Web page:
Banks and businesses need to forge an alliance
It is imperative that banks and businesses find common ground if the economy is to achieve a sustainable recovery, a leading business group has argued.
Addressing an event in Manchester designed to bring both sides together in an effort to tackle the problem of business credit, Phil Orford, the chief executive of the Forum of Private Business (FPB), said that the time for blame was over.
Instead, he told the audience of bank representatives, business leaders and company owners that failings on both sides should be acknowledged and that now was the opportunity to discover common interests in order to stimulate economic growth.
Mr Orford said: “Forget the bashing and the blaming. We are talking about enabling or disabling our recovery – it’s now that serious. Businesses and the banks need to take a critical inward look and accept that the days of easy credit have gone.”
Recognising that businesses need to think objectively about how they appear to potential lenders, Mr Orford urged small firms to implement a range of measures in order to improve their creditworthiness.
These measures included offering assets as security, methodically preparing business plans and managing both business and personal credit ratings.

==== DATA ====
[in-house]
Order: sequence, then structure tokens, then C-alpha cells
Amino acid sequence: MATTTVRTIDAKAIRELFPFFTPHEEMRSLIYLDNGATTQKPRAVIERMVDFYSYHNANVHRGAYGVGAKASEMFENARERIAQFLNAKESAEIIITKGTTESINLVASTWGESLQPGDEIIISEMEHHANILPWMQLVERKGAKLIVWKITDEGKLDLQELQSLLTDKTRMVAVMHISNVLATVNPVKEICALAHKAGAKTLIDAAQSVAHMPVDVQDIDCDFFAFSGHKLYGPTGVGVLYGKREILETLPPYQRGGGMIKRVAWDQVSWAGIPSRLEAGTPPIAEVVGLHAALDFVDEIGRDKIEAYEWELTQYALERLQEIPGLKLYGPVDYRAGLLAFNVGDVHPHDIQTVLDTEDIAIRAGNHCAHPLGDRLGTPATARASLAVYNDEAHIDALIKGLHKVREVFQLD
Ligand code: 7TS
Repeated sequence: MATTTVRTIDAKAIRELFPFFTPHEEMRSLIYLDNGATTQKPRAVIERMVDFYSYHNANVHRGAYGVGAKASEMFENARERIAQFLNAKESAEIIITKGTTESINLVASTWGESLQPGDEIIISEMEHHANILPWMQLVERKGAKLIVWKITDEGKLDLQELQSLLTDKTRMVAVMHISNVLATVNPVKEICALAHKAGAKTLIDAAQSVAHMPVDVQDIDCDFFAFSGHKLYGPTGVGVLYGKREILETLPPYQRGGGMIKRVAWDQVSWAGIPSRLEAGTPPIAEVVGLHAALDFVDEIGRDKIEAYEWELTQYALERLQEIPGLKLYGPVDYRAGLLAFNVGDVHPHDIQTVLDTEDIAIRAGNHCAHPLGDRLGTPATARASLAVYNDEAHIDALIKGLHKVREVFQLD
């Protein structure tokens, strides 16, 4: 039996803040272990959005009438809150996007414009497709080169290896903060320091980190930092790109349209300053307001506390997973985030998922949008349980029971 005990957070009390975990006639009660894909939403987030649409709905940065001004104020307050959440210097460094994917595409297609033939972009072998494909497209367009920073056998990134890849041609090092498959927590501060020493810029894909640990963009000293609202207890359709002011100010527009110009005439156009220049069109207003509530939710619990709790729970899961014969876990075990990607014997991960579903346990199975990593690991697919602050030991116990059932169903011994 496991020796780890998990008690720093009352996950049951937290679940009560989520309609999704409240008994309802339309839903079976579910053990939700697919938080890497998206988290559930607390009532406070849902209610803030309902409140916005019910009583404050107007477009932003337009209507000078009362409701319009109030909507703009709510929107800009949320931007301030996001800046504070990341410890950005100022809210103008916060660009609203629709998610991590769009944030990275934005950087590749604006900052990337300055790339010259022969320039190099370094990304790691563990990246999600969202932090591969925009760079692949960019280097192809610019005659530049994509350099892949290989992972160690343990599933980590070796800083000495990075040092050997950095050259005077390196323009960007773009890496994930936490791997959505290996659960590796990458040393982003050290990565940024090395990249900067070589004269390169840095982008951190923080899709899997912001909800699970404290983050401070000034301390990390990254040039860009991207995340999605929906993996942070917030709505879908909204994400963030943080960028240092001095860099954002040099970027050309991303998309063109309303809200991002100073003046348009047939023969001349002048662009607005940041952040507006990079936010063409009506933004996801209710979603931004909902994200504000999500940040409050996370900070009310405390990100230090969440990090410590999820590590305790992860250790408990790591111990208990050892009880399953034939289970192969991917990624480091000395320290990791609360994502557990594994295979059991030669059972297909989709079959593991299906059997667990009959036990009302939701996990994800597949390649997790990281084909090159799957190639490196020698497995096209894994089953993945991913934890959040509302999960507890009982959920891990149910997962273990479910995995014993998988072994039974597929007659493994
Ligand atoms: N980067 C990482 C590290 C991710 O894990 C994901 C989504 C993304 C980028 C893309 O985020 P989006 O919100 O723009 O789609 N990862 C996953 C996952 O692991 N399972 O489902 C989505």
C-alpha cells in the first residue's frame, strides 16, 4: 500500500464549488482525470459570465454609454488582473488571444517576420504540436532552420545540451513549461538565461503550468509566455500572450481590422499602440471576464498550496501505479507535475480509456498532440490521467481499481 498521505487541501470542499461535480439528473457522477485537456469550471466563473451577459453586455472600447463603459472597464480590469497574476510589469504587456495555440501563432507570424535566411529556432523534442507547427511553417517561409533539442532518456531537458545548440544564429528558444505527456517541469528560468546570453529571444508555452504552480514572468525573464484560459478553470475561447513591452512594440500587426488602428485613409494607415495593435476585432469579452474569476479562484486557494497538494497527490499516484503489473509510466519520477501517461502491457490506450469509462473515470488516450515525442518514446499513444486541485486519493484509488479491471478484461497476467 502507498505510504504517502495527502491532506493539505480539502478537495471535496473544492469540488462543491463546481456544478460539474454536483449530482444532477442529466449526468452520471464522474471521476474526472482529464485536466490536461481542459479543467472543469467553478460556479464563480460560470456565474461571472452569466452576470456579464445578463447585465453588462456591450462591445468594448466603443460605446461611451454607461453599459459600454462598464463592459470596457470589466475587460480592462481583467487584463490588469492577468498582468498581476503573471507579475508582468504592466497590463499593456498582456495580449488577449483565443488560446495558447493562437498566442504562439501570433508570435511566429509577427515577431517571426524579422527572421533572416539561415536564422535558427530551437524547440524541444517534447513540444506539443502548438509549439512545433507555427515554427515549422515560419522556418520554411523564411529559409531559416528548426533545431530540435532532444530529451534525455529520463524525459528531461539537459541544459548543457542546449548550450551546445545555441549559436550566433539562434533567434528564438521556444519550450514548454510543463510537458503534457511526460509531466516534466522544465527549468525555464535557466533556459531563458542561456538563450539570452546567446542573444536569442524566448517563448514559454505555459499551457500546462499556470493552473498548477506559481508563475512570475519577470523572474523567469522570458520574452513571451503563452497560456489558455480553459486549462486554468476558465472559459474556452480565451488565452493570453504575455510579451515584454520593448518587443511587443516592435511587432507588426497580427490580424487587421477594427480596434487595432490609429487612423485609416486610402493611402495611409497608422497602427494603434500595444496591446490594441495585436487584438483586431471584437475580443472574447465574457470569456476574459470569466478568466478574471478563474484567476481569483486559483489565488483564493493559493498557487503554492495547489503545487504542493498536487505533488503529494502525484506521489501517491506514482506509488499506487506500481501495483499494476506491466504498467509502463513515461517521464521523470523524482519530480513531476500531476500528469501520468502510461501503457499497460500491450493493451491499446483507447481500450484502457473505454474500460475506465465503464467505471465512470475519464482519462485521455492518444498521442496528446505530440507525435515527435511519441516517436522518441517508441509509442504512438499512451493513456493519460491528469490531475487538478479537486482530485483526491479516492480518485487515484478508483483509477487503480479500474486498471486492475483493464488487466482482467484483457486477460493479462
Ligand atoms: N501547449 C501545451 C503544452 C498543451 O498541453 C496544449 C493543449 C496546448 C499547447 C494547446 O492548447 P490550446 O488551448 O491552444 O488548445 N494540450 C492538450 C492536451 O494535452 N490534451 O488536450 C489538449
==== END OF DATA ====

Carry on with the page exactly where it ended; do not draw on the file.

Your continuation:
On the other hand, Mr Orford told the banks that they had a duty to reach out to small businesses.
He said: “You deal with most if not all small businesses. You have access to them and communication with them – at your fingertips. You have the resources to make a difference. The smallest businesses do not.”
Additionally, the FPB wants to see banks place greater emphasis on localised services, which would include lending decisions made by on-the-spot managers so that credit assessments are fairer and more accurate, and to put a halt to the closure of local branches.
Mr Orford continued: “Many communities continue to experience branch closures – even when the branch is the last bank in town.
“This disenfranchises businesses from the major retail banks for business transactions and relationships, especially in rural areas. If the banks are committed to serving businesses and their local communities, this closure strategy must come to an end.”
Mr Orford also called on the banks to improve what they offer to businesses: “We need to see new products for business that are relevant for our time.
“Flexible products – maybe even bundled products – which allow borrowers to switch around for use at the appropriate time. Technological advances must enable faster process at reduced cost to business – particularly for the smallest – and I would cite faster payments as an example.”